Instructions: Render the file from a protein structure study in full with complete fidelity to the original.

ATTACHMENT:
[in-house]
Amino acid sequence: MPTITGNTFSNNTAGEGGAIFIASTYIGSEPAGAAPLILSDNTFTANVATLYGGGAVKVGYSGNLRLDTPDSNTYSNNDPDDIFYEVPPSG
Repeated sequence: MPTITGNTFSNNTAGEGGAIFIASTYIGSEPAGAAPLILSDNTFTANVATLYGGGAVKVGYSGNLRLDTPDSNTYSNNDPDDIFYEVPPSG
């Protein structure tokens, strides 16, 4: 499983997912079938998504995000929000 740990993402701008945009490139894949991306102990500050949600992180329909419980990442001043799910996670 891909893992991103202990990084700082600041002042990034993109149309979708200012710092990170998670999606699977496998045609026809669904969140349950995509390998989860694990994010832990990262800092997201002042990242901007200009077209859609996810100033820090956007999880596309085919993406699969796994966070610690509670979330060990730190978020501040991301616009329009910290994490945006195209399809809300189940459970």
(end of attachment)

[in-house]
Amino acid sequence: MPTITGNTFSNNTAGEGGAIFIASTYIGSEPAGAAPLILSDNTFTANVATLYGGGAVKVGYSGNLRLDTPDSNTYSNNDPDDIFYEVPPSG
Repeated sequence: MPTITGNTFSNNTAGEGGAIFIASTYIGSEPAGAAPLILSDNTFTANVATLYGGGAVKVGYSGNLRLDTPDSNTYSNNDPDDIFYEVPPSG
């Protein structure tokens, strides 16, 4: 499983997912079938998504995000929000 740990993402701008945009490139894949991306102990500050949600992180329909419980990442001043799910996670 891909893992991103202990990084700082600041002042990034993109149309979708200012710092990170998670999606699977496998045609026809669904969140349950995509390998989860694990994010832990990262800092997201002042990242901007200009077209859609996810100033820090956007999880596309085919993406699969796994966070610690509670979330060990730190978020501040991301616009329009910290994490945006195209399809809300189940459970």